Goodbye Uncle Tom

Director: Gualtiero Jacopetti and Franco Prosperi
Year Released: 1971
Rating: 1.5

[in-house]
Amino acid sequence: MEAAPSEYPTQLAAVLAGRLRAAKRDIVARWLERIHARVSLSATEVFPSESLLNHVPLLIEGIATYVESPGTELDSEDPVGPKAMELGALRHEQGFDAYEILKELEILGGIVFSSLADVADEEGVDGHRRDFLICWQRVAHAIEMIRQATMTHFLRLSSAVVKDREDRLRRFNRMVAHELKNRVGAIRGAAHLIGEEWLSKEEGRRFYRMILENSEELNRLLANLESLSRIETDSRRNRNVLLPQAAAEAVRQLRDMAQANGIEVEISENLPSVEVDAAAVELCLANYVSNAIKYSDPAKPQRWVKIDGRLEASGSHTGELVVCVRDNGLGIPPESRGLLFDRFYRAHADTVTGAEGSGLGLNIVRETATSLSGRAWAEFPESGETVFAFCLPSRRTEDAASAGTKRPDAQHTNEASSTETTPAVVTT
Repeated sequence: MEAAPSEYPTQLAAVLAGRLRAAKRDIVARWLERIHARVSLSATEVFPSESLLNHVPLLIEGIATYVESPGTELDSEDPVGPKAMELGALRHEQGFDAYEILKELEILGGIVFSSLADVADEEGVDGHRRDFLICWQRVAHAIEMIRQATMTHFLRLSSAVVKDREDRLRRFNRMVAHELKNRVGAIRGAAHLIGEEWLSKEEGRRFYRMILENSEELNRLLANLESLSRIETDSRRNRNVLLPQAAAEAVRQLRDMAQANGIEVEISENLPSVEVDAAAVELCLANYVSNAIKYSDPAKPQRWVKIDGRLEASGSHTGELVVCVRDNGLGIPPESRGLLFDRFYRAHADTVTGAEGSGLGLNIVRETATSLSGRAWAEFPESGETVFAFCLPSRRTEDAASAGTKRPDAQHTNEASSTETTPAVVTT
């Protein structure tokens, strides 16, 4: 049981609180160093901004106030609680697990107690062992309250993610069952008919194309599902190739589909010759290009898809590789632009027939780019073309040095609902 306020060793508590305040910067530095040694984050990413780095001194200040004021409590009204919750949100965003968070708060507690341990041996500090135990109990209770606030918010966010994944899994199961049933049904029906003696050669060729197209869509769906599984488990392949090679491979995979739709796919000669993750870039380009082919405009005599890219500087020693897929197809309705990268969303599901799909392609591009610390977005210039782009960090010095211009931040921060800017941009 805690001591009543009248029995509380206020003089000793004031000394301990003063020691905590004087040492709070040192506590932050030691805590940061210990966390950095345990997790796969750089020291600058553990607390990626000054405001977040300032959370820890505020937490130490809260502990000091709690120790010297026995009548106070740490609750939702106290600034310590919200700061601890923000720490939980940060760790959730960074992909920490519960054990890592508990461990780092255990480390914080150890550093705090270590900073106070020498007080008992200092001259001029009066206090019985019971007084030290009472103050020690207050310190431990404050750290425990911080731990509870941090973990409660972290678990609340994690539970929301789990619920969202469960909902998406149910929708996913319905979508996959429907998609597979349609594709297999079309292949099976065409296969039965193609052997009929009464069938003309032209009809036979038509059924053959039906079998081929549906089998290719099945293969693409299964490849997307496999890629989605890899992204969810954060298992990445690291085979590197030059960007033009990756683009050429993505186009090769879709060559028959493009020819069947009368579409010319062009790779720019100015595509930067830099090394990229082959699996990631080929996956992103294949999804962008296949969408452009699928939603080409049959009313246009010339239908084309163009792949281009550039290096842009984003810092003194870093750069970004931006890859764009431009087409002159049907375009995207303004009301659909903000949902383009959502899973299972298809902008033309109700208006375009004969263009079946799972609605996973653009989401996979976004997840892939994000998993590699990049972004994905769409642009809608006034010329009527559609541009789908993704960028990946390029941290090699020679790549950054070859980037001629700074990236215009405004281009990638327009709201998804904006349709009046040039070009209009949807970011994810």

Notorious "documentarians" Jacopetti and Prosperi travel back to pre-Civil War United States (via helicopter!) to 'show the audience' how the Southern Whites treated their African slaves: whipping, teeth removal, forced enemas, castration ... and the women they just raped and whipped or sold off.  They claim that their recreations - shot in Haiti - are based on historical evidence and I believe it, but here's the problem: the two filmmakers are showcasing the atrocities committed in full detail, but they also clearly get off on the abuse and exploitation (one of the filmmakers, in first person perspective, gets into a bed with an underage girl), lingering as long as it can on the naked bodies (of all ages) of its cast of hundreds.  It might seem impossible, but it manages to be both racist and anti-racist (that footage at the end of the Director's Cut is wild) at the same time, which is a pretty scuzzy achievement.  Eli Roth makes a great point: how did they convince all those extras (who were descendants of actual slaves) to agree to strip down and do this?